By Jim Welsh, Political Advocate

Sometimes it is difficult to understand where your friends are coming from on a particular issue, especially when you have vowed to work together on an issue of common interest and have been successful.  We don’t always agree with our friends on everything and if we don’t agree the first reaction is to accuse them of not understanding our point of view.  However, it is very possible we don’t understand their point of view.  The, over-aged, differences between the private landowner and hunters will once again be tested when the ODF&W begins the Five Year Review of the Land Owner Preference (LOP) Program sometime in October.

During the last five years, since the previous LOP Five Year Review, the Cattlemen and Cattlewomen and the Oregon Hunters Association have uncharacteristically worked together on an issue of common interest:  The Canadian Gray Wolf.  The OHA has supported the OCA wolf legislation and stayed in contact with the OCA Wolf Committee Chairman, Rod Childers.  OHA and OCA have also worked together on the Oregon Wildlife Damage Management Committee since March of 2011.

It has been fairly common knowledge that many of the local OHA Chapter members are private property owners, and even large property owners, which allows them to better understand the rancher and farmer predicament today when it comes to wildlife damage.  With this bit of information, confirmed by those who have attended the local Chapter meetings and discussed landowner issues, it is interesting to note that there still seems to be a fear or distrust within the hunter organization when it comes to a program like the LOP.

Hunters have benefited along with landowners and it has been more cost effective for the taxpayer.  In many cases involving deer, elk and antelope damage the ODF&W have benefited by managing the Preference Tags to overcome overpopulated ungulate and elk without having to compensate the landowner, and without having to resort to emergency measures to reduce the herd.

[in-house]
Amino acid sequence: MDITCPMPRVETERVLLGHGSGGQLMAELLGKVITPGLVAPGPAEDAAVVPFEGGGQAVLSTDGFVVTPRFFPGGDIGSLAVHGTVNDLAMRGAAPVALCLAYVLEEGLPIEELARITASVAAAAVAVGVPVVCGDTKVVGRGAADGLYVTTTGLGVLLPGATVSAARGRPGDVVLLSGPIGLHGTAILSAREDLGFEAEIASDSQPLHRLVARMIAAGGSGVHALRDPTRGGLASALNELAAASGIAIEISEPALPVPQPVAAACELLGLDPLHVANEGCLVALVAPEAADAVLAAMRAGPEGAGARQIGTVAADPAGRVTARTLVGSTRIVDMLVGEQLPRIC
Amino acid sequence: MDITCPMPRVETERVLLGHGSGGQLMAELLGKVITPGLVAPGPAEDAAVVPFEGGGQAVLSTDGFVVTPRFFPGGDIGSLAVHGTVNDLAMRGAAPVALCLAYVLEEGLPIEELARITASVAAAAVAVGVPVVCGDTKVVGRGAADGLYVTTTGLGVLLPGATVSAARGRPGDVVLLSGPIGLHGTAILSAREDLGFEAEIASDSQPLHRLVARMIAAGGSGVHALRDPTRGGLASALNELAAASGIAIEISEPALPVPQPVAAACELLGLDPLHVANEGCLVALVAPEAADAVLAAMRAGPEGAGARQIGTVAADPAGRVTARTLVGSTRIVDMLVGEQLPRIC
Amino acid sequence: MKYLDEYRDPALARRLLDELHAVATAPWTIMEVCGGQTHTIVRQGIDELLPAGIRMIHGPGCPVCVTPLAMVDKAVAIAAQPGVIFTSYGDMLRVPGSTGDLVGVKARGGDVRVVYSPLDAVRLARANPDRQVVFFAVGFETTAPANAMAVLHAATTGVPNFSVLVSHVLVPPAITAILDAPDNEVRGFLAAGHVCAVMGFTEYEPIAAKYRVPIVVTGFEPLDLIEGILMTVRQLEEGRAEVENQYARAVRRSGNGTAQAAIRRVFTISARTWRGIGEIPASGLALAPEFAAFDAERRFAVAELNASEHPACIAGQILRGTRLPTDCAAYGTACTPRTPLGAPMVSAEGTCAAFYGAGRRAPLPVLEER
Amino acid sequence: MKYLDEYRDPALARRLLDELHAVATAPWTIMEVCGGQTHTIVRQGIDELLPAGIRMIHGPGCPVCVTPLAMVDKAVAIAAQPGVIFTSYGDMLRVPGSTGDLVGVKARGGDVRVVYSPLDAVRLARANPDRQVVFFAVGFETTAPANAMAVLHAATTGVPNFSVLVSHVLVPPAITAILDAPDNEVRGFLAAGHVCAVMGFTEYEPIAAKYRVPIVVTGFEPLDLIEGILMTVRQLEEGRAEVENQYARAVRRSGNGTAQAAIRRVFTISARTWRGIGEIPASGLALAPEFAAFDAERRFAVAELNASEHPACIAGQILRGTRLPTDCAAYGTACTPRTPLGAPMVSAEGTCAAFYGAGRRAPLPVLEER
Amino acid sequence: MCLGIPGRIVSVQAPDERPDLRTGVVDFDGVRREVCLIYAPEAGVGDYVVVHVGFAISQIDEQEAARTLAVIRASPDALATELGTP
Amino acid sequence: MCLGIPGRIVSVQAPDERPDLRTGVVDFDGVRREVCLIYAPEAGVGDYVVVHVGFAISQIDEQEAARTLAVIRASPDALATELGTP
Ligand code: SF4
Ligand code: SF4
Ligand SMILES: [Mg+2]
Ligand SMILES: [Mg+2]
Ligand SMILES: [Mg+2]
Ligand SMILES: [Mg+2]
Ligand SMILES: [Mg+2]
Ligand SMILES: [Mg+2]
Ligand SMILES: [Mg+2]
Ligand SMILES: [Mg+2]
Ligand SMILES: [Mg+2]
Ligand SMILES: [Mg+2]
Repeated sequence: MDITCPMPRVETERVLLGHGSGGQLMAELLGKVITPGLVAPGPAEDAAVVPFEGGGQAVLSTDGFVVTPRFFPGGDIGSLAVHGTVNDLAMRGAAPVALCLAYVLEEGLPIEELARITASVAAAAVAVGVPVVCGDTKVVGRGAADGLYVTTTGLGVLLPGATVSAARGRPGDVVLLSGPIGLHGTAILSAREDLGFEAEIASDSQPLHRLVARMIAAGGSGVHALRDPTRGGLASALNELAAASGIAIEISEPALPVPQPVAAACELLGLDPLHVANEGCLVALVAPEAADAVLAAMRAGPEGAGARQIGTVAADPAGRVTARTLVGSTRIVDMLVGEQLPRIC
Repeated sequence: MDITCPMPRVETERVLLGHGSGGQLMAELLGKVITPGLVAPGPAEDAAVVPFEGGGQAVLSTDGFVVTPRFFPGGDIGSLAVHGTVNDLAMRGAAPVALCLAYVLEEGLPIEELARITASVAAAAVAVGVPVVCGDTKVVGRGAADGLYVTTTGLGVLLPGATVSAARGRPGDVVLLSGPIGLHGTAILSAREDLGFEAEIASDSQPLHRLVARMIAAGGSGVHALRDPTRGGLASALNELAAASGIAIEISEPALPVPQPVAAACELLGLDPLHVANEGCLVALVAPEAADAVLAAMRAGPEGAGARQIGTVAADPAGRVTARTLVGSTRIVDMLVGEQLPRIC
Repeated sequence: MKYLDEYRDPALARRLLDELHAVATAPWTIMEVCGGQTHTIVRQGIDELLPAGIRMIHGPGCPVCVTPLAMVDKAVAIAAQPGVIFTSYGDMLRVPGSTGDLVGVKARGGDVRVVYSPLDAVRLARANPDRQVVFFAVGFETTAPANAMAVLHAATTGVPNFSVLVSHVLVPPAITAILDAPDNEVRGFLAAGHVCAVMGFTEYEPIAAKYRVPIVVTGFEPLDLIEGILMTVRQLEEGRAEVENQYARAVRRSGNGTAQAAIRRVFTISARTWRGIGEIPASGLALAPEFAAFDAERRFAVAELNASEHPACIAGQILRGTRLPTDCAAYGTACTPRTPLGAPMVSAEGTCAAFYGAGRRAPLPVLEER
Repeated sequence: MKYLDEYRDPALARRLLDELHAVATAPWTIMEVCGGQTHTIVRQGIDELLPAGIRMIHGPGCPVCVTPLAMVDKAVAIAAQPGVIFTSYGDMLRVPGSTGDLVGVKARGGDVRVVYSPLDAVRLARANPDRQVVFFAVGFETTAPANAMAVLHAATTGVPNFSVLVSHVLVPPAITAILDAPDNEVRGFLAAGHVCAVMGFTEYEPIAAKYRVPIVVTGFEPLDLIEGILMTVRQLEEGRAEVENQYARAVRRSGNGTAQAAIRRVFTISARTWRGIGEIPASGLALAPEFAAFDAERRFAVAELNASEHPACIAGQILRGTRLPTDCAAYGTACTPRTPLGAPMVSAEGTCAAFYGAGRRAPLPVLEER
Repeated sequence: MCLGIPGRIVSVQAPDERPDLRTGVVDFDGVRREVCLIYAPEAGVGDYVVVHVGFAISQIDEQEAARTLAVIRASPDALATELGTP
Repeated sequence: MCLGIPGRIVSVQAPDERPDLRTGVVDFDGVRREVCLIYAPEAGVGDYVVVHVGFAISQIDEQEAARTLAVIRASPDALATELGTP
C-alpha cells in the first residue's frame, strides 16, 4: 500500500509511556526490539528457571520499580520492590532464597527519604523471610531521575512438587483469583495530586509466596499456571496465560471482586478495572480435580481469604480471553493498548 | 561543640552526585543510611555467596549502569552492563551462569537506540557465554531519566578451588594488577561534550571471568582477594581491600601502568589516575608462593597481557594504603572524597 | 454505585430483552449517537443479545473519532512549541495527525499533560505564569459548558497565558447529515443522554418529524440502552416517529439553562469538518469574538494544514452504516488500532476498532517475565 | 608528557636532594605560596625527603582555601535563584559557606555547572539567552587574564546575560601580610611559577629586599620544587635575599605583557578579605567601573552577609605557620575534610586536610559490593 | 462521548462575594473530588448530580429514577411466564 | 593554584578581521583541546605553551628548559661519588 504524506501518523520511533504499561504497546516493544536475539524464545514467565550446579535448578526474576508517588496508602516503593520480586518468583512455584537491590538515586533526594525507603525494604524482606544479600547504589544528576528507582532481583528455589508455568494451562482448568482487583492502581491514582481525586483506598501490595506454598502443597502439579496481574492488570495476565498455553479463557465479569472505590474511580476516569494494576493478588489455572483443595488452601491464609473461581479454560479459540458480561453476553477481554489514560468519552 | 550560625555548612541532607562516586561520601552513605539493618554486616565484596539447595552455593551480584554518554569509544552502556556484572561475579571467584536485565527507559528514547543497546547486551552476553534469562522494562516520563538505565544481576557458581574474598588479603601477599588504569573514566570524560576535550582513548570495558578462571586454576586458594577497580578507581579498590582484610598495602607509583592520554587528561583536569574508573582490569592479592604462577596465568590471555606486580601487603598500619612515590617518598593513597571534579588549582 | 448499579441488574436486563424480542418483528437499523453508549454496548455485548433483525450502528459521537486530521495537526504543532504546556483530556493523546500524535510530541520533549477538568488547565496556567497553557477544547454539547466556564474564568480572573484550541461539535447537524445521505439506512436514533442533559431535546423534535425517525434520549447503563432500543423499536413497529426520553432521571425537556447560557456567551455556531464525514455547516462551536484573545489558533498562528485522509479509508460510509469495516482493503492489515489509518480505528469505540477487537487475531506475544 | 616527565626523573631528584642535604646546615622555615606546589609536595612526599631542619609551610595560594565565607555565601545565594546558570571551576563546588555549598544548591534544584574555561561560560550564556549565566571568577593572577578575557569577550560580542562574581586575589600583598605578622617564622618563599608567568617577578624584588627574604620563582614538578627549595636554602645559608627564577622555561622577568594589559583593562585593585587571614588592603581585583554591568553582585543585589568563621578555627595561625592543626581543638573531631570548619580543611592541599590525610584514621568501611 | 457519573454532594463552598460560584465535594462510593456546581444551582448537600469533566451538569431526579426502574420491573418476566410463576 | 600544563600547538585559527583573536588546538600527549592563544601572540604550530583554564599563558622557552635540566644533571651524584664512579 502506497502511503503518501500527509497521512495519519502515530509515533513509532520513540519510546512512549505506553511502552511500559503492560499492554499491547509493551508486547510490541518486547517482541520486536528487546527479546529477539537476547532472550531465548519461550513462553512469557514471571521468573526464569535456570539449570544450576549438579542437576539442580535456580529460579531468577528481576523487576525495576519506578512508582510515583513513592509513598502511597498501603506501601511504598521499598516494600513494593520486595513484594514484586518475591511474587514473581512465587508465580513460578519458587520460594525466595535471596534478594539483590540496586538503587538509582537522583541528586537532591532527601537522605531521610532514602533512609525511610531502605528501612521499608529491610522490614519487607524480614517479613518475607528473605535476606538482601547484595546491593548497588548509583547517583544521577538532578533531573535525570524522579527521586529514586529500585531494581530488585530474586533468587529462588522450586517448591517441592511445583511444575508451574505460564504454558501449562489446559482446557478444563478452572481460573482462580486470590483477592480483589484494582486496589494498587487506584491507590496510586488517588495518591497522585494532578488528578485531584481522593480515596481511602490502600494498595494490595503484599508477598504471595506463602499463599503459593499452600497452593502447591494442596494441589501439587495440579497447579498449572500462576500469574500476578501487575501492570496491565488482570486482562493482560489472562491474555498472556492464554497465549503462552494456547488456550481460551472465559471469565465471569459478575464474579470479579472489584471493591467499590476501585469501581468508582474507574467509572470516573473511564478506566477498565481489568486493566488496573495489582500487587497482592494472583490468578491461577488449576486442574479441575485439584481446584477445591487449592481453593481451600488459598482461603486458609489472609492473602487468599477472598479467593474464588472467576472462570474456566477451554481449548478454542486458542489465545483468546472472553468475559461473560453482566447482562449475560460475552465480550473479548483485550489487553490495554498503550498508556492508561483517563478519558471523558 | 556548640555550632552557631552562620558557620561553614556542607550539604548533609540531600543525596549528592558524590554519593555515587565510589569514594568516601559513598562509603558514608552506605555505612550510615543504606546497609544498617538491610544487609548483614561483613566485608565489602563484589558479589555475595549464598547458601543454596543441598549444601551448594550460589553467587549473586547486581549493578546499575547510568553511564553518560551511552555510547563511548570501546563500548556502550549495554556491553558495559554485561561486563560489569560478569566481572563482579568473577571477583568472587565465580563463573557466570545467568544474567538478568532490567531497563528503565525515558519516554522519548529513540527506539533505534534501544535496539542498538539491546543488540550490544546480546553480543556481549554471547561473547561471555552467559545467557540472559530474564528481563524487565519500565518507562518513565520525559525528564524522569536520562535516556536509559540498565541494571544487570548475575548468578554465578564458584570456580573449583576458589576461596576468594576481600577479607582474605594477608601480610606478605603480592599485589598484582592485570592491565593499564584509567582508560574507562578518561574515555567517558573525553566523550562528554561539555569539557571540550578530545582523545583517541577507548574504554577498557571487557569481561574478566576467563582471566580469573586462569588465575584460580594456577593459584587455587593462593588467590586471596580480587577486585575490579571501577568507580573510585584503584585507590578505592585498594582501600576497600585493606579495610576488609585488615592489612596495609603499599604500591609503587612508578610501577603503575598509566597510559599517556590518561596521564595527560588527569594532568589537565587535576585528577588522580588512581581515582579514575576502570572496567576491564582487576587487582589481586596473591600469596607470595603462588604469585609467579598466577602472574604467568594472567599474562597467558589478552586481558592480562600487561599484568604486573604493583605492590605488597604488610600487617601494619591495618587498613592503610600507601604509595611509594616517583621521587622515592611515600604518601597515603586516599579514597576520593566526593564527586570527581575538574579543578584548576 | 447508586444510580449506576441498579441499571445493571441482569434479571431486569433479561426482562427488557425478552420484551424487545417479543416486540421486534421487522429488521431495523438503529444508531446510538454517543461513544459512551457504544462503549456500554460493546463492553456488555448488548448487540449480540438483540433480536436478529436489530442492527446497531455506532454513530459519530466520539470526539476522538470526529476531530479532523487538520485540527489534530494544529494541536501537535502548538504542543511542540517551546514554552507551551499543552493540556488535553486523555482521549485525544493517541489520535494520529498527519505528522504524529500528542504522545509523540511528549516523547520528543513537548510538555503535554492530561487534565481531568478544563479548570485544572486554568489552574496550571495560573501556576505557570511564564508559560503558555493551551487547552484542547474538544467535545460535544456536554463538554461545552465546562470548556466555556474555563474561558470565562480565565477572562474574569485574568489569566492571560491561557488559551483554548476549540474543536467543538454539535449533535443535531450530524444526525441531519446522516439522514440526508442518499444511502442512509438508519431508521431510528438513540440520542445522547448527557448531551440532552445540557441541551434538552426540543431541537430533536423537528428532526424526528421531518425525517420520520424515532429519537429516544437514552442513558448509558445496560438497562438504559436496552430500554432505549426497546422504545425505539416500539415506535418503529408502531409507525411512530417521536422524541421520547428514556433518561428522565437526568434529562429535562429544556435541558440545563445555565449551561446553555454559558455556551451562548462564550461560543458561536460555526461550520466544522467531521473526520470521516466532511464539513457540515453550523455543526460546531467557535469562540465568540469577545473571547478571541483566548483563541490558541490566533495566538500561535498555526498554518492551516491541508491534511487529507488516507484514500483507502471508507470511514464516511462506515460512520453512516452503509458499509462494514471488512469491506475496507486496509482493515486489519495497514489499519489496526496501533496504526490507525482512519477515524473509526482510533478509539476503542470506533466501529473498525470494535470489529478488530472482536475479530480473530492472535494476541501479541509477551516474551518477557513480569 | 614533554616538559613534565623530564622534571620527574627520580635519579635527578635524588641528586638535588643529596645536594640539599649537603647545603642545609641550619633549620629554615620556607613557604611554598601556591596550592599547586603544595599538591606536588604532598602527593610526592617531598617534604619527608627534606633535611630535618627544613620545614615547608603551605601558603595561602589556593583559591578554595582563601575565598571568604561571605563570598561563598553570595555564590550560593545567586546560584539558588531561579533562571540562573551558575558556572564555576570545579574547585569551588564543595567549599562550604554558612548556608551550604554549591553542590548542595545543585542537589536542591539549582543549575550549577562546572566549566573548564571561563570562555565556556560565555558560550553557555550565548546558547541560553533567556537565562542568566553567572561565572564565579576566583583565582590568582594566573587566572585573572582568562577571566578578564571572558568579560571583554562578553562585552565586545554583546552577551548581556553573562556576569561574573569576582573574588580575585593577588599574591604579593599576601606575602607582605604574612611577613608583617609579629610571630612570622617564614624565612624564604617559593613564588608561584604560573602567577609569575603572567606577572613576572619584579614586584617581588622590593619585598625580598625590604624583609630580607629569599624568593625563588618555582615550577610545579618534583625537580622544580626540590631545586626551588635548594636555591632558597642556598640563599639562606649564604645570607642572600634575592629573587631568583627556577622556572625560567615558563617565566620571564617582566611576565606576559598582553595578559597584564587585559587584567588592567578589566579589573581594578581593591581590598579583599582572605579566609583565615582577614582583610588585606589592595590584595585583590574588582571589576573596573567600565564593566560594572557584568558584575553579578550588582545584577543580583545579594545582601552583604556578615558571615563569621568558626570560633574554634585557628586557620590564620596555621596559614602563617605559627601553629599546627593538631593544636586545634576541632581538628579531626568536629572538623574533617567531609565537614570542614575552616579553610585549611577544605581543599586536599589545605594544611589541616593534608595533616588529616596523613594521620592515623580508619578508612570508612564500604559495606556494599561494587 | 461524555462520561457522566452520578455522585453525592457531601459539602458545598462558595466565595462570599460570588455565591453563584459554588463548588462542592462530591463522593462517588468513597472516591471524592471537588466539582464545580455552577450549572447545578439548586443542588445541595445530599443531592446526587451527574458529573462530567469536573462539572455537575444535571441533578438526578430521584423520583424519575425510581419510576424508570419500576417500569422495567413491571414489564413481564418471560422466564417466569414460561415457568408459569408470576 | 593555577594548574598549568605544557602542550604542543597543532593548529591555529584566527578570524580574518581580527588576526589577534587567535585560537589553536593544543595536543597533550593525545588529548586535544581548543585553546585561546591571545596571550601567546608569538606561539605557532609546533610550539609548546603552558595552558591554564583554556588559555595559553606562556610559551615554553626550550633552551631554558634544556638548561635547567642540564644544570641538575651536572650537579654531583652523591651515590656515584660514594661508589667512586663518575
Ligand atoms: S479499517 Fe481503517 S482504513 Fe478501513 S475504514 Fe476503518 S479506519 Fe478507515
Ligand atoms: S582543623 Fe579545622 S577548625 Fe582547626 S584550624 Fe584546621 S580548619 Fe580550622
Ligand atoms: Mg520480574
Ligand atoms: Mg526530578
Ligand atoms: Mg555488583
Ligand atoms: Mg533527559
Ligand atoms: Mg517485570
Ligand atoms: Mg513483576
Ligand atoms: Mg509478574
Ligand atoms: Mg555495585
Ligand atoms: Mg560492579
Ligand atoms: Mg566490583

Hunters certainly dislike the emergency measures to reduce herd numbers for ranchers and farmers who are irrigating and raising crops and feed stock. And, ranchers and farmers don’t enjoy asking for emergency removal of overpopulated game wildlife, but they don’t have any other option especially during non-hunting periods. The irrigated land attraction for wildlife has put them in harm’s way when their population increases to the level that can’t be tolerated.

The best option still remains, whether from an outsider’s or insider’s viewpoint, to take advantage of the opportunity to hunt and take a deer, elk or antelope on your property, or allowing someone else to.  Yes, there are problems with allowing strangers on your property, but the changes in 2007 allow the property owner to have more choice in the matter by allowing a family member to partake in the program.

A hunter’s first choice in Oregon is to hunt on public land without having to pay for the privilege but there is great hunting for the asking on private property, albeit, for a fee sometimes.  If the hunters work hard to foster positive relationships with landowners, and give a little more on the LOP program, there will possibly be more opportunities to hunt on private property.

OCA has been prepared to propose legislation to provide the opportunity for the landowner to have even more choice as to who the LOP tags go to and to allow the tag holder to hunt in the landowner associated unit.  This would work fairly well in Oregon with all the adjacent and intermingled public land. Ungulates, elk and antelope move back and forth from public to private land all the time.  This option would in many cases provide more hunting opportunity for the non-family hunter and accomplish the end goal of reducing the damage on private land.

During the 2007 Five Year LOP Review there were some changes that resulted from the multi-meeting effort and there is hope there will be some positive changes this time around.  One thing is for sure, this is the opportunity for ranchers and farmers to come to terms with the hunters and sportsman’s perspective and visa-versa.